On the face of it, the best defence for the Holy Father's apparent desire to admit the divorced and 'remarried' to Holy Communion, is his view that many (or even most) marriages are in fact null, as the couple do not fully understand and believe in what they are undertaking. If that is the case, if the first marriage was never in fact a marriage, then a second union may be entered into, and there is no question of adultery and thus no breaking of Our Lord's teaching.
But let's follow that train of thought a bit further. If we allow the hypothesis (and in fact, for many reasons, I do not) that most marriages are null, due to ignorance, lack of proper intent and so forth, then we should also address the fact that most people receiving Holy Communion do so in a similar state: they are equally poorly formed, and therefore quite probably not discerning the Body of the Lord - and we know what St Paul has to say about that. Further, do we conclude that most baptisms are probably invalid too, for similar reasons? In which case, people should certainly not be presenting for Holy Communion: I don't think even Kasper is advocating Communion for the unbaptised (or at least, not yet...)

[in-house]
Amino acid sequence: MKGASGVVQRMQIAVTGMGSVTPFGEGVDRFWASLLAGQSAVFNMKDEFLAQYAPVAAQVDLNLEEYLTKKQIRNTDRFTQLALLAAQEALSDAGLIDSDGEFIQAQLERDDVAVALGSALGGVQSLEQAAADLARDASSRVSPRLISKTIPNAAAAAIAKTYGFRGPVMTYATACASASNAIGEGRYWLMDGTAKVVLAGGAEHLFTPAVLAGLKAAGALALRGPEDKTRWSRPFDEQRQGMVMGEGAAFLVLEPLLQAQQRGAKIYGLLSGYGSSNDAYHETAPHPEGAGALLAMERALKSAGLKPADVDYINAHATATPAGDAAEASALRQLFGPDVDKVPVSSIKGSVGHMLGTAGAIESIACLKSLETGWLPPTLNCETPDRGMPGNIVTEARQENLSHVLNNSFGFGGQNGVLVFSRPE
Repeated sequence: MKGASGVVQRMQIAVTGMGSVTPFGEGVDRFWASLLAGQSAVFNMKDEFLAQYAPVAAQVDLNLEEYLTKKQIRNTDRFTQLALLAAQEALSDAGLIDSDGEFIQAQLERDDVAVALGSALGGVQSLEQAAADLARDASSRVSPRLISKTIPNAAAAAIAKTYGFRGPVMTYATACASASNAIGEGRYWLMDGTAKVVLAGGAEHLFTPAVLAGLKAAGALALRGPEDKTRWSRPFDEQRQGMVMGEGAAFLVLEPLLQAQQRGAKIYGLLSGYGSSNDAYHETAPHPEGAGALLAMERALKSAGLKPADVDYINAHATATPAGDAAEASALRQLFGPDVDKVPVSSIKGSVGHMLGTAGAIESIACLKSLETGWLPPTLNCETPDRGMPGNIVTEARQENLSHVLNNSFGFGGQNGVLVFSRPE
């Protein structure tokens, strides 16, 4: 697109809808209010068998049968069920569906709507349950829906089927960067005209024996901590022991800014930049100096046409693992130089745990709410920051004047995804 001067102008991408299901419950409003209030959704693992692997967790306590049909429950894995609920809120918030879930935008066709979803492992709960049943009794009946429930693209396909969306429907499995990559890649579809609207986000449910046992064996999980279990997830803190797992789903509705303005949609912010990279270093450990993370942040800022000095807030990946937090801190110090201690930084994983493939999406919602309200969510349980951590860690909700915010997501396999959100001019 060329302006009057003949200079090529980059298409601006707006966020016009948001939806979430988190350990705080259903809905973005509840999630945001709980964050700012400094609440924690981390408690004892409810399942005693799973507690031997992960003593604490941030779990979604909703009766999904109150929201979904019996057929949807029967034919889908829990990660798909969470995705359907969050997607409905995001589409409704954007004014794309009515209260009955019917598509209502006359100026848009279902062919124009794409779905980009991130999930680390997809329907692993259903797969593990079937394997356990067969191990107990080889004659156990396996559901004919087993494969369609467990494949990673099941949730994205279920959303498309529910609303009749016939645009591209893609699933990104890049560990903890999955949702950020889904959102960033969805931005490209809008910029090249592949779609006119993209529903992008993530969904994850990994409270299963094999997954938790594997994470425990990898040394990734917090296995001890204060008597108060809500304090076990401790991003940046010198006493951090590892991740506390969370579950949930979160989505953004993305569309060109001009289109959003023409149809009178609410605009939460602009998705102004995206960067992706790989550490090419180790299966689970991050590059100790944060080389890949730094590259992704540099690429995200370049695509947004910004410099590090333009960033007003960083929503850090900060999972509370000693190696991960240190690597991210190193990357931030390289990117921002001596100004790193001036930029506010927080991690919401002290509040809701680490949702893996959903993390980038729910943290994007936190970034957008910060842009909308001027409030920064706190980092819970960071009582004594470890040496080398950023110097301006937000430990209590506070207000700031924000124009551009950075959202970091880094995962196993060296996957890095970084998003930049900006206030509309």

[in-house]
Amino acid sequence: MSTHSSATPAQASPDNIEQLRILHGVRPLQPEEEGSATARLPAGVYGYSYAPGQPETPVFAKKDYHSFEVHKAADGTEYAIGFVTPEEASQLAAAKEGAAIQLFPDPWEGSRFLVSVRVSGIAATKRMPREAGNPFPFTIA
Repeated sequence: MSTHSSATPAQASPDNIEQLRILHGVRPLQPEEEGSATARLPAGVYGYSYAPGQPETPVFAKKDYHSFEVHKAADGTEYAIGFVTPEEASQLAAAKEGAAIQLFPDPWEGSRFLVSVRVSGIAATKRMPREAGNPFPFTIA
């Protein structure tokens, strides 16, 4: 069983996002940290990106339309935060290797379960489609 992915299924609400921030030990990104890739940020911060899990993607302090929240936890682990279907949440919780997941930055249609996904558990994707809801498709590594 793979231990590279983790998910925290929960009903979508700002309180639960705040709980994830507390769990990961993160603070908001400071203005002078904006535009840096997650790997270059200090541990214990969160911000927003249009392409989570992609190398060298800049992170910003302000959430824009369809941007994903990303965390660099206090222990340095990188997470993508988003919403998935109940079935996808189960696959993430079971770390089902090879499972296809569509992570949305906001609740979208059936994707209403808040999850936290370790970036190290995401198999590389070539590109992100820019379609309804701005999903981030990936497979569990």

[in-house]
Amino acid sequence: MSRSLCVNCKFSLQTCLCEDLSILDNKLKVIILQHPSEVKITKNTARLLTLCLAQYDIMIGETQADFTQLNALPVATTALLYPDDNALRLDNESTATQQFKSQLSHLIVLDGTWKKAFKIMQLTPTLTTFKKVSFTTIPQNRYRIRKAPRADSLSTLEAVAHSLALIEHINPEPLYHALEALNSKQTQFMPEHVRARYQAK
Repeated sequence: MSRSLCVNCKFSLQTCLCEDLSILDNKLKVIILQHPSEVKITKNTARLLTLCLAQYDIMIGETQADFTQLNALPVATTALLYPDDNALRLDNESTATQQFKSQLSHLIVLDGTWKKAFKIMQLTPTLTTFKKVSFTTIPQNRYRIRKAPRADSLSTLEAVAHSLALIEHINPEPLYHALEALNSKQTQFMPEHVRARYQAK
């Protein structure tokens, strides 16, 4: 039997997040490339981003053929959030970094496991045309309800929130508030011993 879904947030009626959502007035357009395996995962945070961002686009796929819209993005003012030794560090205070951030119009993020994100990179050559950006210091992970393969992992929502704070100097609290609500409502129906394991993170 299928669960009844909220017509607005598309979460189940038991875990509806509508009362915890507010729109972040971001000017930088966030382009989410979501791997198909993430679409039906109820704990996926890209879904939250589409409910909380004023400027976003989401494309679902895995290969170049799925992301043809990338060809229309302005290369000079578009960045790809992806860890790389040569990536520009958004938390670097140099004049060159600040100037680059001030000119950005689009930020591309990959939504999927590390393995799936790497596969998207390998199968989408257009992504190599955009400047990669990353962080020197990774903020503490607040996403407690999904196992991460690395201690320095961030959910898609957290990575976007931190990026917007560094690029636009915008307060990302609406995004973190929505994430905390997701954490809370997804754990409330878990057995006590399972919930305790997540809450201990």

But I think the problem lies in setting the bar of understanding too high. Just as a child can understand enough worthily to receive Holy Communion, without a full sacramental theology; so a couple - any couple who are capable of such understanding - can understand what the marriage vows mean.
The Church's immemorial practice, for reasons that are clearly wise, prudent and just, has always been to assert the validity of the marriage bond, unless there is clear and substantial reason in a specific case to prove that it was not valid. If the Holy Father intends to reverse that, we really are in trouble.
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